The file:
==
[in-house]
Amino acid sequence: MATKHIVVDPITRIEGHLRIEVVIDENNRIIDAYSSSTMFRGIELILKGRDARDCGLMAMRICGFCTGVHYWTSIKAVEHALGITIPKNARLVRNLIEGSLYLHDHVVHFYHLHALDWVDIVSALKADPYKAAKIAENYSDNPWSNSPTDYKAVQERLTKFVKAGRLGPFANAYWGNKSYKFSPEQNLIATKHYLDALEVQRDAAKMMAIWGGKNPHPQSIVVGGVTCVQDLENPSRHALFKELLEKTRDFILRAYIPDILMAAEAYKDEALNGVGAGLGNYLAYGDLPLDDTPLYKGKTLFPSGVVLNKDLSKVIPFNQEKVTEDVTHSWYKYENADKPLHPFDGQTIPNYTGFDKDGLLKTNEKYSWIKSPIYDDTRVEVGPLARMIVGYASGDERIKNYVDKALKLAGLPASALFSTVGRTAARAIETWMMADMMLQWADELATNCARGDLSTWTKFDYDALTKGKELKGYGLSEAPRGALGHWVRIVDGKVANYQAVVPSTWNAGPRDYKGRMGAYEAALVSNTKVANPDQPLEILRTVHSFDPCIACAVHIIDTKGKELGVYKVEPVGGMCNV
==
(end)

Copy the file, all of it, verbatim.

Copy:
[in-house]
Amino acid sequence: MATKHIVVDPITRIEGHLRIEVVIDENNRIIDAYSSSTMFRGIELILKGRDARDCGLMAMRICGFCTGVHYWTSIKAVEHALGITIPKNARLVRNLIEGSLYLHDHVVHFYHLHALDWVDIVSALKADPYKAAKIAENYSDNPWSNSPTDYKAVQERLTKFVKAGRLGPFANAYWGNKSYKFSPEQNLIATKHYLDALEVQRDAAKMMAIWGGKNPHPQSIVVGGVTCVQDLENPSRHALFKELLEKTRDFILRAYIPDILMAAEAYKDEALNGVGAGLGNYLAYGDLPLDDTPLYKGKTLFPSGVVLNKDLSKVIPFNQEKVTEDVTHSWYKYENADKPLHPFDGQTIPNYTGFDKDGLLKTNEKYSWIKSPIYDDTRVEVGPLARMIVGYASGDERIKNYVDKALKLAGLPASALFSTVGRTAARAIETWMMADMMLQWADELATNCARGDLSTWTKFDYDALTKGKELKGYGLSEAPRGALGHWVRIVDGKVANYQAVVPSTWNAGPRDYKGRMGAYEAALVSNTKVANPDQPLEILRTVHSFDPCIACAVHIIDTKGKELGVYKVEPVGGMCNV